As a paleontologist, I'm faced with the fact that all of the stuff I work with is whatever didn't decay and rot away. I worked for several years at the UW-Madison Geology Museum both as project assistant, researcher, and tour guide. Our tours are geared towards kids, and one thing kids love is mild gore. So, as a mneumonic for remembering the difference between vertebrates and invertebrates, we had squish-crunch and crunch-squish. Which is what each group would do if they were stepped on. A bit gruesome, perhaps, but it got the point across. Vertebrates, with their bones inside the body will squish before the skeleton crunches. Invertebrates, with their hard parts on the outside, obviously will do the opposite (if they have anything to go crunch in the first place - but we don't find them as fossils, so that's not as much of a concern in a geology museum).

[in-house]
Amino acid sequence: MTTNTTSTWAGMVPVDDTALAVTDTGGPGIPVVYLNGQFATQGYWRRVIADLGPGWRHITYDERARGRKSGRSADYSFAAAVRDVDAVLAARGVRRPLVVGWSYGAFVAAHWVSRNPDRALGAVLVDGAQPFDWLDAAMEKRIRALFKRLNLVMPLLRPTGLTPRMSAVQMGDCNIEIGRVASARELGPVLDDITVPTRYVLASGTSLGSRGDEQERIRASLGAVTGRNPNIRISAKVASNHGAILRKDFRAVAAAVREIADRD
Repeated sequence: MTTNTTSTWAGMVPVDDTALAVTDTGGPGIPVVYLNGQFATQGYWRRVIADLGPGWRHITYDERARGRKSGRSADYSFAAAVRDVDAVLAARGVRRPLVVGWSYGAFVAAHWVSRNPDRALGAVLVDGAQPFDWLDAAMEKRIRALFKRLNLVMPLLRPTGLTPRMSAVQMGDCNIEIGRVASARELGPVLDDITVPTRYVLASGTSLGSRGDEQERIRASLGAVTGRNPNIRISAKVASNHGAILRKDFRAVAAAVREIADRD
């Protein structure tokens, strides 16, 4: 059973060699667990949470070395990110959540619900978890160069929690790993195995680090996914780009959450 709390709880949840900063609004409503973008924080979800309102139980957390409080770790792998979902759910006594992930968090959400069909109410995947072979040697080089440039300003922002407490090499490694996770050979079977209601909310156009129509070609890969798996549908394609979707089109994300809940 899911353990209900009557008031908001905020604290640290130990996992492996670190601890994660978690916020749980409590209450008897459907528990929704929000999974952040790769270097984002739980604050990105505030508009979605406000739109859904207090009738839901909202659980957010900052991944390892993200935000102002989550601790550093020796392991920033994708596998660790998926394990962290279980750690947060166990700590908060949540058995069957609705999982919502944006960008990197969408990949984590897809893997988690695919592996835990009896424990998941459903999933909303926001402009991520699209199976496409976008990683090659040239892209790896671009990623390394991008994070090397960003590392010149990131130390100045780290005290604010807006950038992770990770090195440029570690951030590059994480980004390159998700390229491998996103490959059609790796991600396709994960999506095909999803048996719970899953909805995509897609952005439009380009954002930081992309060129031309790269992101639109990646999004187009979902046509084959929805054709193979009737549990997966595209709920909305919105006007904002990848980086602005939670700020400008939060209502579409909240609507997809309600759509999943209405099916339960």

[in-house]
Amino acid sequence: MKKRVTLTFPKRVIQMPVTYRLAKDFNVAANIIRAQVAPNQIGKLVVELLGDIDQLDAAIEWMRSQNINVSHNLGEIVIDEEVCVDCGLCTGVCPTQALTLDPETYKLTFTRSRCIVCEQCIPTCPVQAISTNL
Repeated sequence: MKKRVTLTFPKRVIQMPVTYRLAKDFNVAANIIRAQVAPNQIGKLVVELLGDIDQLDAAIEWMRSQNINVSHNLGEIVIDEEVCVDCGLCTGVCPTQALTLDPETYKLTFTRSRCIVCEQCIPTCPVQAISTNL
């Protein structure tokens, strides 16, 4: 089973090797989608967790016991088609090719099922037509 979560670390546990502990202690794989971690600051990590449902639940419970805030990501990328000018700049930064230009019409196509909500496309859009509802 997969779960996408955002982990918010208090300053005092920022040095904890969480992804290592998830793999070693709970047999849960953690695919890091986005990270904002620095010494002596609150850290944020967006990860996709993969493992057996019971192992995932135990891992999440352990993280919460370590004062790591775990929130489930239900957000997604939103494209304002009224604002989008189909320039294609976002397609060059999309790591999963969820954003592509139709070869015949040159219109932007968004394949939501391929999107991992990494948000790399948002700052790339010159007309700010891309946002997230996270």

Those of us involved in paleontology can get lost in our own world. One of the things I like about having to give tours to 4th graders is that one is forced to put complex ideas into simple (perhaps graphic) terms.